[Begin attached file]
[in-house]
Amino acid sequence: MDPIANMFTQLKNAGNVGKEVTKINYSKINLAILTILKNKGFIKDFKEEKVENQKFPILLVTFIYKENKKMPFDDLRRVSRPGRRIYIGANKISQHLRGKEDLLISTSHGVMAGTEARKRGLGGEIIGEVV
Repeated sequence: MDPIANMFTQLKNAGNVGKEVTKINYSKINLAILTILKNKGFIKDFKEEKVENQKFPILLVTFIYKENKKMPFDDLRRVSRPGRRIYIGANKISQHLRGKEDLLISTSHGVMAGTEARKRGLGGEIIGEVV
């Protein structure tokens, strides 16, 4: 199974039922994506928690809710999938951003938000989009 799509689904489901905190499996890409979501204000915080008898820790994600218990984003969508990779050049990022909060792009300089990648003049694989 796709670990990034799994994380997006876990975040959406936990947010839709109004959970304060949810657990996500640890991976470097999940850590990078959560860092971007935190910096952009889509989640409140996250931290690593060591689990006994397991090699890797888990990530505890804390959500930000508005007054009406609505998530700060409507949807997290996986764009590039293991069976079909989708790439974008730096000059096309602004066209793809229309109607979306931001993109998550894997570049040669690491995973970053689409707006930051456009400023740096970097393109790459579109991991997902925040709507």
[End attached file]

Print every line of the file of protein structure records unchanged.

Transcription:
[in-house]
Amino acid sequence: MDPIANMFTQLKNAGNVGKEVTKINYSKINLAILTILKNKGFIKDFKEEKVENQKFPILLVTFIYKENKKMPFDDLRRVSRPGRRIYIGANKISQHLRGKEDLLISTSHGVMAGTEARKRGLGGEIIGEVV
Repeated sequence: MDPIANMFTQLKNAGNVGKEVTKINYSKINLAILTILKNKGFIKDFKEEKVENQKFPILLVTFIYKENKKMPFDDLRRVSRPGRRIYIGANKISQHLRGKEDLLISTSHGVMAGTEARKRGLGGEIIGEVV
């Protein structure tokens, strides 16, 4: 199974039922994506928690809710999938951003938000989009 799509689904489901905190499996890409979501204000915080008898820790994600218990984003969508990779050049990022909060792009300089990648003049694989 796709670990990034799994994380997006876990975040959406936990947010839709109004959970304060949810657990996500640890991976470097999940850590990078959560860092971007935190910096952009889509989640409140996250931290690593060591689990006994397991090699890797888990990530505890804390959500930000508005007054009406609505998530700060409507949807997290996986764009590039293991069976079909989708790439974008730096000059096309602004066209793809229309109607979306931001993109998550894997570049040669690491995973970053689409707006930051456009400023740096970097393109790459579109991991997902925040709507």